FW: $125 Million Settlement in Authors Guild v. Google
- Congrats to the Authors Guild. The following note might be of interest to
many of you published--and soon to be published!
[mailto:staff=authorsguild.org@...] On Behalf Of The Authors
Sent: Tuesday, October 28, 2008 8:51 PM
Subject: $125 Million Settlement in Authors Guild v. Google
A message from Roy Blount Jr.:
A couple months after I became Authors Guild president in 2006, we met with
Google to propose a settlement to our class-action lawsuit. The Guild had
sued Google in September 2005, after Google struck deals with major
university libraries to scan and copy millions of books in their
collections. Many of these were older books in the public domain, but
millions of others were still under copyright protection. Nick Taylor, then
the president of the Guild, saw Google's scanning as "a plain and brazen
violation of copyright law." Google countered that its digitizing of these
books represented a "fair use" of the material. Our position was: The hell
you say. Of such disagreements, lawsuits are made.
Our proposal to Google back in May 2006 was simple: while we don't approve
of your unauthorized scanning of our books and displaying snippets for
profit, if you're willing to do something far more ambitious and useful, and
you're willing to cut authors in for their fair share, then it would be our
pleasure to work with you.
We're happy to report that our proposal found a receptive audience at Google
and at Association of American Publishers and the several publishing houses
that had filed a separate lawsuit in October 2005 against Google. Reaching
final agreement turned out to be not so simple, but today, after nearly two
and a half years of negotiations, we're joining with Google and the AAP and
those publishers to announce the settlement of Authors Guild v. Google.
The settlement, which must be approved by a federal judge before it takes
effect, includes money for now and the prospect of money for later.
There'll be at least $45 million for authors and publishers whose
in-copyright books and other copyrighted texts have been scanned without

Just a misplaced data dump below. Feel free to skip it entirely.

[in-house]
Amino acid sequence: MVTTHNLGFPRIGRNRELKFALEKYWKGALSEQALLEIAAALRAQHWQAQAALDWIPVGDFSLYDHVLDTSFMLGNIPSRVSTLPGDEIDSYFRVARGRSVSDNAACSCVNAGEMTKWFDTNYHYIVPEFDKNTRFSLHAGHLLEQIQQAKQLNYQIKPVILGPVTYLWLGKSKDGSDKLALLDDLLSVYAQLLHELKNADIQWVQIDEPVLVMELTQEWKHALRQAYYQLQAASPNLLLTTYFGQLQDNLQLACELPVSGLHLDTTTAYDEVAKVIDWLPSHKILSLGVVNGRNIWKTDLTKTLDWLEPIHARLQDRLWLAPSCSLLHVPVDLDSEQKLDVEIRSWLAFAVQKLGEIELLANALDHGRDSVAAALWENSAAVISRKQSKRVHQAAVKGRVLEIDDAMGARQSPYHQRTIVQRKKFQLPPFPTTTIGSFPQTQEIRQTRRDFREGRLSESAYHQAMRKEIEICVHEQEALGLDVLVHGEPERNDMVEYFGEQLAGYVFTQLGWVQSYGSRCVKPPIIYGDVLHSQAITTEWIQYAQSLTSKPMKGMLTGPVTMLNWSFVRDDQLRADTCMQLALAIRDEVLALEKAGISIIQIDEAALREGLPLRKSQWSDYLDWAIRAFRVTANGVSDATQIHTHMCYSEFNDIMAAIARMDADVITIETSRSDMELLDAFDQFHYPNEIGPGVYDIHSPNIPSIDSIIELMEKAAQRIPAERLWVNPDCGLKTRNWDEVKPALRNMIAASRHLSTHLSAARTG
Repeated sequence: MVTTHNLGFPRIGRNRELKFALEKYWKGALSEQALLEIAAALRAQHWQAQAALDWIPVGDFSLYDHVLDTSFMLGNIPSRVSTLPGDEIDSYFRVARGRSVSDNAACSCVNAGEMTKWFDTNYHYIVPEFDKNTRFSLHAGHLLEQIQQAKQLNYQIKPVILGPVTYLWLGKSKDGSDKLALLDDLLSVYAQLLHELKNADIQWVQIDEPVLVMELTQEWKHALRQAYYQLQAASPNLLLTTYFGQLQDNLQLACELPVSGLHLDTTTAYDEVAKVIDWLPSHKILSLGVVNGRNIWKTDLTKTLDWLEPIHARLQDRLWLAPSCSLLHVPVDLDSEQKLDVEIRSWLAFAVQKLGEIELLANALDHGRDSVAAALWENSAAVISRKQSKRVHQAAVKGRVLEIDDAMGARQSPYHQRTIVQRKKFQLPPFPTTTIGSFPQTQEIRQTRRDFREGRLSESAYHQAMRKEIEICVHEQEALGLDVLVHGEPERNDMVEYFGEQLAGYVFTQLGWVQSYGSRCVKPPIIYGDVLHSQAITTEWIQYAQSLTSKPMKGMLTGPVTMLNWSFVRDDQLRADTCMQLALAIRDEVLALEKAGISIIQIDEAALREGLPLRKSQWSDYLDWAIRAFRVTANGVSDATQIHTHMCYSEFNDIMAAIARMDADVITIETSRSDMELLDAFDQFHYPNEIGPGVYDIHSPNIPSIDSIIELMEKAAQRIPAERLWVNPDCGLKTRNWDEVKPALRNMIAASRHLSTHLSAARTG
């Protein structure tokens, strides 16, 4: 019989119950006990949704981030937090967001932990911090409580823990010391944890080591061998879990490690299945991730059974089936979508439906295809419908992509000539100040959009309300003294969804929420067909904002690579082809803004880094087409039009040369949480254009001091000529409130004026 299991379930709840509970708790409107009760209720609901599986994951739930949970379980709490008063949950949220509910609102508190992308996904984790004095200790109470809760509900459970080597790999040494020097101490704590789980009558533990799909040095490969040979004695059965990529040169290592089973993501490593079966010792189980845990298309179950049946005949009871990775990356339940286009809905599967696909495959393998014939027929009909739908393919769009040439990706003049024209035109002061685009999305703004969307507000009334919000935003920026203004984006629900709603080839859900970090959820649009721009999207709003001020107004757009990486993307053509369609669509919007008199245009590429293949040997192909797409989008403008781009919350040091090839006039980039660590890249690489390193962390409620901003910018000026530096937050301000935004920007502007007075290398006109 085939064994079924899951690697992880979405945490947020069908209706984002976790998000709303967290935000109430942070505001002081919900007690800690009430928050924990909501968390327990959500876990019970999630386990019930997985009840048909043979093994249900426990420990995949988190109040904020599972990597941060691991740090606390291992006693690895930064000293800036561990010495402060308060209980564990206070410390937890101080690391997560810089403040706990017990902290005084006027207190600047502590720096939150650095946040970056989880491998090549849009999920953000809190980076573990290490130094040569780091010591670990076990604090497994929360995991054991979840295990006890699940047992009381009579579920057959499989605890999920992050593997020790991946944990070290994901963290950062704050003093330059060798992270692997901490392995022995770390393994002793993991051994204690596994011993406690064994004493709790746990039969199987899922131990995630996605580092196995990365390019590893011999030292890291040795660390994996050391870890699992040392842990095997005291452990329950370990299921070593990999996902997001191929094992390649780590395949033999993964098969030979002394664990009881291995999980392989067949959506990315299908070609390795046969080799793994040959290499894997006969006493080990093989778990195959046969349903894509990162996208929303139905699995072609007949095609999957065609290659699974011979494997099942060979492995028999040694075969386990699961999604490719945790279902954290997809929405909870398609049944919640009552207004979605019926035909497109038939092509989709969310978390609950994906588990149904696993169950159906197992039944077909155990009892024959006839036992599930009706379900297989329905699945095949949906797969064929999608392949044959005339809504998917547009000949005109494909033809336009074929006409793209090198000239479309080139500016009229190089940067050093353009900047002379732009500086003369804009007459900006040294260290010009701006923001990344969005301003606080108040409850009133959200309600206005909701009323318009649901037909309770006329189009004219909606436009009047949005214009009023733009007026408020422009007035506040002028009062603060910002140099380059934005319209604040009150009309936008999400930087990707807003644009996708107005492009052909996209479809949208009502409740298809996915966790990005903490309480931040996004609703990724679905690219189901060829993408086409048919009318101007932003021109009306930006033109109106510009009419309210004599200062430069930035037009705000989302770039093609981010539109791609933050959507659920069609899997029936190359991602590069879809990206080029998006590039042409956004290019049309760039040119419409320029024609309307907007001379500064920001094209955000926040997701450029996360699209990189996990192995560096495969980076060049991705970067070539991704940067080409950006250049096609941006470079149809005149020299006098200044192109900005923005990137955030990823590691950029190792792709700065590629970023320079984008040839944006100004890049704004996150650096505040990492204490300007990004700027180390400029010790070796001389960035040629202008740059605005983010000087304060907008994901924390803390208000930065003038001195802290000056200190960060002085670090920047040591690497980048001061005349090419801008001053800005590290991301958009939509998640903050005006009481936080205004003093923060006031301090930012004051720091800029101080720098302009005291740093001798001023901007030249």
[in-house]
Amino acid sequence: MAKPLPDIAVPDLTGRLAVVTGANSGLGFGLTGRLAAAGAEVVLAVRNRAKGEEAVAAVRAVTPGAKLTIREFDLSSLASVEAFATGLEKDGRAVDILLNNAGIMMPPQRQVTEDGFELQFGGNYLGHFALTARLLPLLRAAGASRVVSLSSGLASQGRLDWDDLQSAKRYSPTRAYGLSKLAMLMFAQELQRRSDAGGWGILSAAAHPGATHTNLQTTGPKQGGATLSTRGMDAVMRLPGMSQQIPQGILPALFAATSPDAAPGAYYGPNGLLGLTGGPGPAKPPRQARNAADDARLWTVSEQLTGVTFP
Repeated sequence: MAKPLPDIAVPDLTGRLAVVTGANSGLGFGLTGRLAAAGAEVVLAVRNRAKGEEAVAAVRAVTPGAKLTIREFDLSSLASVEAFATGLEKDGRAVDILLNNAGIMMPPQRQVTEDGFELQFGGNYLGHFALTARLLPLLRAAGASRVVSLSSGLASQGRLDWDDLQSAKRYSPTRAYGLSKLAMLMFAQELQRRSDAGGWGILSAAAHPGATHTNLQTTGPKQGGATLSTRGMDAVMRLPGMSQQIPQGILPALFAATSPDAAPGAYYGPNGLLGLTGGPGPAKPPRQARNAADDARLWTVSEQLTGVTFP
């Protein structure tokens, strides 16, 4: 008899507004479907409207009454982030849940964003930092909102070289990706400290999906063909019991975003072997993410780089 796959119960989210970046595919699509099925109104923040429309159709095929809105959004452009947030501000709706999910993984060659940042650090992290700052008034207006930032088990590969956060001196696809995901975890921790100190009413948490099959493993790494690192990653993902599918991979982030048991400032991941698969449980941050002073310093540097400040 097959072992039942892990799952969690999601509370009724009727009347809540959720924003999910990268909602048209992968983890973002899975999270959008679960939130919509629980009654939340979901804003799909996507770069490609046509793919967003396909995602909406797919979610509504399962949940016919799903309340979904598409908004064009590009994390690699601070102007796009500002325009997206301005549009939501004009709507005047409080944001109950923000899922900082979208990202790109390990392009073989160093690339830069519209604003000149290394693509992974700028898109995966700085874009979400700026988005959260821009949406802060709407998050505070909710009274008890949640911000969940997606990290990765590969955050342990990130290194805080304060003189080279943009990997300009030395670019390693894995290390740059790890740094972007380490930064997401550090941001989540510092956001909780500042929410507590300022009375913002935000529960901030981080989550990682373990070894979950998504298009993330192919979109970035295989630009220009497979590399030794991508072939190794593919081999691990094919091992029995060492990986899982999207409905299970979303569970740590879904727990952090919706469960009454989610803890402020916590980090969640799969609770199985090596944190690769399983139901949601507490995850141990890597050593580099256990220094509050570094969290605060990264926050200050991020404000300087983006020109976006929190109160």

permission. If your book was scanned and you own all the rights, you'll get
a small share of this, at least $60, depending on how many rightsholders
Far more interesting for most of us -- and the ambitious part of our
proposal -- is the prospect for future revenues. Rightsholders will receive
a share of revenues from institutional subscriptions to the collection of
books made available through Google Book Search under the settlement, as
well as from sales of online consumer access to the books. They will also be
paid for printouts at public libraries, as well as for other uses.
The payments will flow through the Book Rights Registry, a new independent
entity that can be thought of as the writers' equivalent of ASCAP. Much as
ASCAP tracks the uses of songs and collects royalties for songwriters and
musicians, the Registry will serve the interests of authors and others who
own the rights to books appearing online as a result of this settlement. The
Registry will be controlled by a board of authors and publishers; as part of
the settlement, Google will pay $34.5 million to get the Registry up and
running, notify rightsholders of the settlement, and process claims.
Readers are also big winners under the settlement of Authors Guild v.
Google. Readers will be able to browse from their own computers an enormous
collection of books. We hope this will encourage some readers to buy full
online access to some of the books. Readers wanting to view books online in
their entirety for free need only reacquaint themselves with their
participating local public library: every public library building is
entitled to a free, view-only license to the collection. College students
working on term papers will be able to point their computers to resources
other than Wikipedia, if they're so inclined: students at subscribing
institutions will be able to read and print out any books in the collection.
We expect that millions of out-of-print books (and many in-print books) will
be available through Google Book Search to readers, but we don't know how
many, since that depends partly on you. Participating rightsholders can
choose to pull their books from this service with reasonable notice at any
time and will retain substantial control over Google's presentation and
pricing of their books.
As with any class action, individual class members remain free to opt out of
There are many, many more details, but I'll leave those to the official
notice. There's also an official press release, edited to within an inch of
its life and the settlement agreement itself. They're linked below; be my
Roy Blount Jr.
October 28, 2008
Copyright 2008 Roy Blount Jr. Mr. Blount authorizes any recipient to
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